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Safety barriers: Organizational potential and forces of psychology

Abstract

Safety barriers are often described as a safety function realized in terms of technical, operational and organizational barrier elements. These elements, in some shape or configuration are established to ensure that the barrier works as intended.

While technical and operational barrier elements appear fairly definable, the organizational barrier element often remains elusive. An appealing solution oriented strategy is probably to urge for a clear-cut categorization of what applies as ‘organization’. This tactic may contribute to a tidy method with respect to barrier categorization. However, the question remains whether it is possible or desirable to confine the organizational influences to categorical classifications?

The aim of this paper is to address this question by examining the run-up to the Macondo blowout from a barrier element perspective.

Hopkins' (2012) analysis of the Macondo blowout is applied to identify patterns of organizational impact in three of the pre-blowout defenses: The cement job, the well integrity test, and the kick monitoring.

By re-analyzing Hopkins' study from a barrier element perspective we argue that the organizational impact may morph and change in nature, be contagious and spread across barriers, and travel long distances. The implication is a need to rethink the impact of organizational barrier elements. Part of this rethinking involves acknowledging the impact of psychological mechanisms like consensus-mode decision-making, confirmation bias, normalization of warnings, groupthink as well as social forces of power and persuasion. It is shown how such psychological forces may serve as ‘transmitters’ of organizational principles, strategies and decisions throughout the barrier system. In turn, this may contribute to risk transfer, and dependence between barriers.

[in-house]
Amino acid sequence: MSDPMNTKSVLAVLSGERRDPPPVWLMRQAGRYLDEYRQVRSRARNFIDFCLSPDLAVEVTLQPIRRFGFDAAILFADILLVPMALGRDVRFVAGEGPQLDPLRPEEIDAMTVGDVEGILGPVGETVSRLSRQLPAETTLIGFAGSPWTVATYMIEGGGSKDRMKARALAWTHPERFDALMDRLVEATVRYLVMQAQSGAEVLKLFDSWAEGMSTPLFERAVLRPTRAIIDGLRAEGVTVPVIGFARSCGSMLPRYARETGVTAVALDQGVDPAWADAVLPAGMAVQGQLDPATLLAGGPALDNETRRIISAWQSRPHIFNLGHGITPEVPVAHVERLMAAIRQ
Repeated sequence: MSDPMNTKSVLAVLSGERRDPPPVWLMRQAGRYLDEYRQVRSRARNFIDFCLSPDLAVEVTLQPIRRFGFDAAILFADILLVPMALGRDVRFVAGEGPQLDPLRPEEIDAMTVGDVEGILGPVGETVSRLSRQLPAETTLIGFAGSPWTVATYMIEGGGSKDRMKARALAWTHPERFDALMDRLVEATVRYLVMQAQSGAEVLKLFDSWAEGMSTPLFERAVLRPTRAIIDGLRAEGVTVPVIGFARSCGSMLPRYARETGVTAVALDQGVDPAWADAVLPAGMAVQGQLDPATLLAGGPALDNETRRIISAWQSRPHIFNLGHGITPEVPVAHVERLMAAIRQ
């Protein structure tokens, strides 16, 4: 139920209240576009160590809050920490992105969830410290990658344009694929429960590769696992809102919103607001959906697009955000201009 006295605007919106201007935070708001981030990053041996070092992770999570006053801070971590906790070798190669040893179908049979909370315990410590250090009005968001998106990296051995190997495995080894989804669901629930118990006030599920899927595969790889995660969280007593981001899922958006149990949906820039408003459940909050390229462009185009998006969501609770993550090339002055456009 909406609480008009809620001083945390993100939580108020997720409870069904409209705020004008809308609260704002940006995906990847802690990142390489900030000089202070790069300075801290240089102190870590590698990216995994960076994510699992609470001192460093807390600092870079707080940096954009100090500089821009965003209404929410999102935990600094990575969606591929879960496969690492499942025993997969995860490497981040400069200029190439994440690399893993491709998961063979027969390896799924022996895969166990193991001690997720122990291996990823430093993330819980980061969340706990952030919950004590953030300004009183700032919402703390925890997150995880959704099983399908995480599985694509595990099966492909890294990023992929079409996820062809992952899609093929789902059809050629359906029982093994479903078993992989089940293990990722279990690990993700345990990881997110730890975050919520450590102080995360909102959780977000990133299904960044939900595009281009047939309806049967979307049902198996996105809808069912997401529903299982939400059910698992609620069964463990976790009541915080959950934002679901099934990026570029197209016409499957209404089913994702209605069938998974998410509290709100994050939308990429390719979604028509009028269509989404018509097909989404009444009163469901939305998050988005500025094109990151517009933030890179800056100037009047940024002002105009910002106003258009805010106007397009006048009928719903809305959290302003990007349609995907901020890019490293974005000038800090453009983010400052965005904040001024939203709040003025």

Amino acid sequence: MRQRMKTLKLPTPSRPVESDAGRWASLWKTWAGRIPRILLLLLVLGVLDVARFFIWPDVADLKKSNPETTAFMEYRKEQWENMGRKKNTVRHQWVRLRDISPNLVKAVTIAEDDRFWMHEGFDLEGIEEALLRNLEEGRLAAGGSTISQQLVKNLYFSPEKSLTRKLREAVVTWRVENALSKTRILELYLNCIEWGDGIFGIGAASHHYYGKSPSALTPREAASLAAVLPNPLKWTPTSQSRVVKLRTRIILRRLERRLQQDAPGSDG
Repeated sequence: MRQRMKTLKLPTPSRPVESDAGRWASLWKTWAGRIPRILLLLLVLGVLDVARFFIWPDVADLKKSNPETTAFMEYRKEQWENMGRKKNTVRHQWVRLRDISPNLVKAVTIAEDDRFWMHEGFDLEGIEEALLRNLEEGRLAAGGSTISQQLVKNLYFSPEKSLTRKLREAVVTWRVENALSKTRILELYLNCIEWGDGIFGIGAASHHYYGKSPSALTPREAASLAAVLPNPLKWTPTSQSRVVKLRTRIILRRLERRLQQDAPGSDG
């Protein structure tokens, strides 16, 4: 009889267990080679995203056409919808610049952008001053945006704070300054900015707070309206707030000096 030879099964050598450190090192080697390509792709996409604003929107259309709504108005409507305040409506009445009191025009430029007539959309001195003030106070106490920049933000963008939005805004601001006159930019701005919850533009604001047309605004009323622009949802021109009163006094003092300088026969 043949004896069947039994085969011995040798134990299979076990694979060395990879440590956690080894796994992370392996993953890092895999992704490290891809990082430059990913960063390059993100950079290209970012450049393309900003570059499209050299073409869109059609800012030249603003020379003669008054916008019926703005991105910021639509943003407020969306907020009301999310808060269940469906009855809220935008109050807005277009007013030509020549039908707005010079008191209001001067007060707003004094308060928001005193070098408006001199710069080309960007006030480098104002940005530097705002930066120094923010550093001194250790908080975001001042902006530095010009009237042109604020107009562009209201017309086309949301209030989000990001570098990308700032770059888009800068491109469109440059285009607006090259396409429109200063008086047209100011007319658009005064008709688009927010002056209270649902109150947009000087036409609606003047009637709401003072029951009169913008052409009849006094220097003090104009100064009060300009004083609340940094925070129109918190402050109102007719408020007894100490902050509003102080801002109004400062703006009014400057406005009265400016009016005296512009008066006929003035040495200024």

Category

Academic article

Language

English

Author(s)

Affiliation

  • SINTEF Digital / Software Engineering, Safety and Security

Year

2014

Published in

Journal of Loss Prevention in the Process Industries

ISSN

0950-4230

Publisher

Elsevier

Volume

31

Issue

1

Page(s)

50 - 55

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